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Freixenet makes wine for Japanese food

Freixenet’s Japanese winemaker has developed a wine purely for Japanese food.

Winemaker Yoko Sato, who has been based at the giant Spanish producer’s headquarters in Penedes for the last seven years, made sushi an intrinsic part of the blending process.

‘I always had sushi on the table when blending,’ she told decanter.com. ‘It is a struggle to find the best wine match to go with rice, as it has a sweetness. Japanese food consists of many different tastes in one dish.’

Oroyo – Spanish for a basket which is used to transport goods over a river – is made of Airen, Macabeo and Moscatel. The 2005 is the first vintage in the UK, the 2004 in the US. 180,000 bottles have been produced, rising to 200,000 for the 2006 vintage.

It is ‘has gone down very well in the US,’ a Freixenet spokeswoman said. In the UK it is being sold mostly on-trade, and is on the wine list at London Japanese restaurant Ubon at £29.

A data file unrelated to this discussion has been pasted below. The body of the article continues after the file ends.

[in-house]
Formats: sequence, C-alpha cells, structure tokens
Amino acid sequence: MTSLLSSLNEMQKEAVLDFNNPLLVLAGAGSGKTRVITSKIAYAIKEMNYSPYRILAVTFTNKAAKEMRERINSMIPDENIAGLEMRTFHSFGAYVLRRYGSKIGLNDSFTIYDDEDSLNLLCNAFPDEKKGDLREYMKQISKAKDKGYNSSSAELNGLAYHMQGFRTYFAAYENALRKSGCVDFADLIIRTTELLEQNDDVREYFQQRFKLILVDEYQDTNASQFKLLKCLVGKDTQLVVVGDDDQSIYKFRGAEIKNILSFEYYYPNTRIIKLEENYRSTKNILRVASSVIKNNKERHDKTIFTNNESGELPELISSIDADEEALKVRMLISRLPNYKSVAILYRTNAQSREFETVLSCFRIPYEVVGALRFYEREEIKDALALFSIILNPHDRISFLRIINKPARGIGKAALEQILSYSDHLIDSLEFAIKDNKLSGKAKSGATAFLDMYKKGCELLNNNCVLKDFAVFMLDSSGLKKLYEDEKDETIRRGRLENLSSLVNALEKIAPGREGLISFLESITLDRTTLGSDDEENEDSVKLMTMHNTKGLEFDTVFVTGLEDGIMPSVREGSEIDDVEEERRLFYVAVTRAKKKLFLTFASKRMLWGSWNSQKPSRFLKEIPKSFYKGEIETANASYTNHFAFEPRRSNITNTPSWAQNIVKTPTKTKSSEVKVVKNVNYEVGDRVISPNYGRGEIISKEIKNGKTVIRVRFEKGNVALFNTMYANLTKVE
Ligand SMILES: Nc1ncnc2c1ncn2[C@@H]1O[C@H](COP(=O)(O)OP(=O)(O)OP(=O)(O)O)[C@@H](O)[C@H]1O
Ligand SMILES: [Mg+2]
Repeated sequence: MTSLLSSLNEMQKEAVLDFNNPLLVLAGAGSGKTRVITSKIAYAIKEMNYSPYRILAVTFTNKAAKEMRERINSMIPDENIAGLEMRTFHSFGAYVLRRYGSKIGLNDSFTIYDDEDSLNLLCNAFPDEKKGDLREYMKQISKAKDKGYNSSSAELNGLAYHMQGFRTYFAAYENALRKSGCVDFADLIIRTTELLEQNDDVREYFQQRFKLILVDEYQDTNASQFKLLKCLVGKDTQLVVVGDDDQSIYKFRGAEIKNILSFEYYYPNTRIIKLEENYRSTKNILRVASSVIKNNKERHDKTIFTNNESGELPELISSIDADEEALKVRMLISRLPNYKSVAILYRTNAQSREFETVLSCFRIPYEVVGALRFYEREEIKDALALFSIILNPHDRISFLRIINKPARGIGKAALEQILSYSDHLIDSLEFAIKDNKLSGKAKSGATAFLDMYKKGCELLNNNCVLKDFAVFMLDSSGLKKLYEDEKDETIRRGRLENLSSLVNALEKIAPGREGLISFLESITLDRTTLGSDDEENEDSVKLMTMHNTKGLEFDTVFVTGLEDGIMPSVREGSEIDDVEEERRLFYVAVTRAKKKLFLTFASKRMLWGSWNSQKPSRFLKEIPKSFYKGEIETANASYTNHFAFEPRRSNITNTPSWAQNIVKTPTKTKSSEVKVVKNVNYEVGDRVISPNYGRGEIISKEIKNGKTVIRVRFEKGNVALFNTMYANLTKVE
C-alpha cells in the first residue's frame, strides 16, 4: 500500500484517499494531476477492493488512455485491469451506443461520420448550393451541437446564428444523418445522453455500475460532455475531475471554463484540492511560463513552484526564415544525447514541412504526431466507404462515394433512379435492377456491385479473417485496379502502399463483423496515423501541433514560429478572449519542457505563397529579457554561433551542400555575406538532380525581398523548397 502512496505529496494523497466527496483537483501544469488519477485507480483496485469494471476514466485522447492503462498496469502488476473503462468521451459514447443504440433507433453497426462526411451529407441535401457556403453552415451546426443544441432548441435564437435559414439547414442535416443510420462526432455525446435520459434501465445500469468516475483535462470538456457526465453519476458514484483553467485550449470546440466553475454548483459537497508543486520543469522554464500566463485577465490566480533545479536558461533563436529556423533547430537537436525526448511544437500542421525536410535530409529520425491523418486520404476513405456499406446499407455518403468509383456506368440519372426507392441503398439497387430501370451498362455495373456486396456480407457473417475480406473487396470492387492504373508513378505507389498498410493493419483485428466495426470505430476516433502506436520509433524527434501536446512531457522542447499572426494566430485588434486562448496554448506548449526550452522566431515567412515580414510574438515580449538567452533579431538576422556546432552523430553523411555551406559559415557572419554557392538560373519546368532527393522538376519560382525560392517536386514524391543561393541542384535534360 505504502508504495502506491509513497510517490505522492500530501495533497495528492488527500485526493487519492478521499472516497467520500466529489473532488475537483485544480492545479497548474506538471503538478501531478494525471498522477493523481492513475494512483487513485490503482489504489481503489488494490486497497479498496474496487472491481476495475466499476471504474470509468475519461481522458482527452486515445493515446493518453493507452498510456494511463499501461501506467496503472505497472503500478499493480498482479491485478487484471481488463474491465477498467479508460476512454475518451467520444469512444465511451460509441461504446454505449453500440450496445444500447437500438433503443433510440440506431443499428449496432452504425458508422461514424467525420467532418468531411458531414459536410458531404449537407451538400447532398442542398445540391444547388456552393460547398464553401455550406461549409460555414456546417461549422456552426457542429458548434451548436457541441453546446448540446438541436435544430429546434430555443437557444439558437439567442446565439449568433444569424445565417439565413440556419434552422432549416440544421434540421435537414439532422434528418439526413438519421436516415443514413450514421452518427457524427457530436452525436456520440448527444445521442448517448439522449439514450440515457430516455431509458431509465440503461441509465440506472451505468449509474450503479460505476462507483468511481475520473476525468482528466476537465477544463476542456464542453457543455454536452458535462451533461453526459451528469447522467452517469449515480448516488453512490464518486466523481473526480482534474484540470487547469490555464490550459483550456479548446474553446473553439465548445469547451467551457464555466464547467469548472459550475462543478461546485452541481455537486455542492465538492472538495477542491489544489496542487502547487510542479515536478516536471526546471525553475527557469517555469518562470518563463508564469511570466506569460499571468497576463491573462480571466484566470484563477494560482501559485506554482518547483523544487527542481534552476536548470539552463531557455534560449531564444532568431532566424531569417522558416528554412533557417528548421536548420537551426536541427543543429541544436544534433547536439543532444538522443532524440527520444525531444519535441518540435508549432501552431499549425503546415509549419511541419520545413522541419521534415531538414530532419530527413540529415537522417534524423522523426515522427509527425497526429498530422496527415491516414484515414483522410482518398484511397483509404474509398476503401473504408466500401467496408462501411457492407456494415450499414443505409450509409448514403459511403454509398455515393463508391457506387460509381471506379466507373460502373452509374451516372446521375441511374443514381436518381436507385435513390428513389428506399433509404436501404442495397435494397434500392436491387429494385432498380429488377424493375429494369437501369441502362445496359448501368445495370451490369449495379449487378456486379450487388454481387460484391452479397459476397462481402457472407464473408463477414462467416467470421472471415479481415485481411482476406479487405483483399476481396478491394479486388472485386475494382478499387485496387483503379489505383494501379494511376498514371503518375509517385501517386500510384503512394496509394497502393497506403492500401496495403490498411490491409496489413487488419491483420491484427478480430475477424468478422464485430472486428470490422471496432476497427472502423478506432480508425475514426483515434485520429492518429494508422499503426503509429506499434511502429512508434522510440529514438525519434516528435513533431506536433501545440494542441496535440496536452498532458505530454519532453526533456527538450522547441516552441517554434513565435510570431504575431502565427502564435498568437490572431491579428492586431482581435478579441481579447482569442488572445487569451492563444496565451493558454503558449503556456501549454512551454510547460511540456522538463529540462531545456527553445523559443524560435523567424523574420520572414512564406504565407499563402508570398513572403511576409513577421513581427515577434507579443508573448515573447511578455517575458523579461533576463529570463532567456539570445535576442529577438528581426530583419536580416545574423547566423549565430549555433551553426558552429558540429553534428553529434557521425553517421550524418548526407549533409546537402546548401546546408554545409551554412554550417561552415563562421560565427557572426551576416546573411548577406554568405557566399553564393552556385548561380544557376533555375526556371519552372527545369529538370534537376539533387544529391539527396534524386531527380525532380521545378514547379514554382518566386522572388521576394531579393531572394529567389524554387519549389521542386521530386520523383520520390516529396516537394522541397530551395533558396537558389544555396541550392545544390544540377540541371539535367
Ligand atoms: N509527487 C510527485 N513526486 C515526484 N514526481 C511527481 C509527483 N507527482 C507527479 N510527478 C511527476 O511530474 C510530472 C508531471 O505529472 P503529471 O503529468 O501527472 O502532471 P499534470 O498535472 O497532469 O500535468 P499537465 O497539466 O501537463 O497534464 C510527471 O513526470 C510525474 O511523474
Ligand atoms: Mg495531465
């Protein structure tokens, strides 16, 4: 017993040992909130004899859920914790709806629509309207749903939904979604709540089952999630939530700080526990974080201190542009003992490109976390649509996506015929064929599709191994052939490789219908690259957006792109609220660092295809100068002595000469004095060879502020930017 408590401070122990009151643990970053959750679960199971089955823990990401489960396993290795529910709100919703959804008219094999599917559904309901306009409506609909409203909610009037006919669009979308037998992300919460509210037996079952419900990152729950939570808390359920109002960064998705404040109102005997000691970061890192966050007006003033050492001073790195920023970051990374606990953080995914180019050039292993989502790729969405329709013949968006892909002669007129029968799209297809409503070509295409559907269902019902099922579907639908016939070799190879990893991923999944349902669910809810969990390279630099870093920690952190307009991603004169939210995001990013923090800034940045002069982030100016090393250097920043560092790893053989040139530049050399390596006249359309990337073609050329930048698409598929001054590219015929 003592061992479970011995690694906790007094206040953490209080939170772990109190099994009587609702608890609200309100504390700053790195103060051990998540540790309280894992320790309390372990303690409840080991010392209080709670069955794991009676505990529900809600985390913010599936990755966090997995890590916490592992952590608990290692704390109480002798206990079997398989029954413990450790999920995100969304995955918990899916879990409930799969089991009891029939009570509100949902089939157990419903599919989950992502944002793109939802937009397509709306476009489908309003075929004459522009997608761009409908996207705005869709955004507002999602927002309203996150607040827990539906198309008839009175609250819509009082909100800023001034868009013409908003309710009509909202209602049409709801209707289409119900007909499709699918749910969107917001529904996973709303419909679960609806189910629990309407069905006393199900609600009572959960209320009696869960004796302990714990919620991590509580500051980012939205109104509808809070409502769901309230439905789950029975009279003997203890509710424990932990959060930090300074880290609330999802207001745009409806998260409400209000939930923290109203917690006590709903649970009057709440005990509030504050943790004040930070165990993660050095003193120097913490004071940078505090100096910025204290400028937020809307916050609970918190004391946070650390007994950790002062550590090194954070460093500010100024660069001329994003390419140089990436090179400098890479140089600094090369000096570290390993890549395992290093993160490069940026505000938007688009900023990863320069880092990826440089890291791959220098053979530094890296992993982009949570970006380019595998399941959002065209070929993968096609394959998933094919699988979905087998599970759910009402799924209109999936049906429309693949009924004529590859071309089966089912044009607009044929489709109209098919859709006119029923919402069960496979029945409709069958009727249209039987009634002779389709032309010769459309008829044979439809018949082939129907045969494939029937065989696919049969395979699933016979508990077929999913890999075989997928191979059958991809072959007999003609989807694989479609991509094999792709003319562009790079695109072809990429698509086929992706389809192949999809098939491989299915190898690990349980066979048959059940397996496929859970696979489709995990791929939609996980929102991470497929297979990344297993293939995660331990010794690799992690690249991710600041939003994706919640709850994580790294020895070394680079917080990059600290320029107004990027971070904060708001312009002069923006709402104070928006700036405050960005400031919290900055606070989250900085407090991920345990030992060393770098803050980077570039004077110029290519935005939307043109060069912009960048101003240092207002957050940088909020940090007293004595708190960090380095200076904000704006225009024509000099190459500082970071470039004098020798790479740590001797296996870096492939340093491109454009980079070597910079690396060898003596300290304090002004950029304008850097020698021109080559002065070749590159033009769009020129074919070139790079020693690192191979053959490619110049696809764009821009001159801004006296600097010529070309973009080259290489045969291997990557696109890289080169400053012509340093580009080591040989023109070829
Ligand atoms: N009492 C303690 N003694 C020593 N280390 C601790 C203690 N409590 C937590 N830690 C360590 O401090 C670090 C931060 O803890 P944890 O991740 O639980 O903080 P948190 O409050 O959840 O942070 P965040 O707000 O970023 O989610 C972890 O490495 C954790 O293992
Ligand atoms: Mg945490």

Sato said the particular challenge with Japanese food is the fact that it has evolved without a wine culture. Instead beer, sake or green tea is traditionally drunk at meals.

‘I kept those drinks in mind but didn’t try to reproduce their tastes in the the blend,’ she said. ‘The balance was the big challenge. Too acid and it crashed with the rice, too green and it created a bitterness. Verdejo didn’t work for that reason.’

Next on the list ‘might be a rosé’, Sato said, addding that she would like to use some traditional northeastern Spanish varietals like Trepat and Bobal, maybe with Garnacha or Monastrell.

Written by Adam Lechmere

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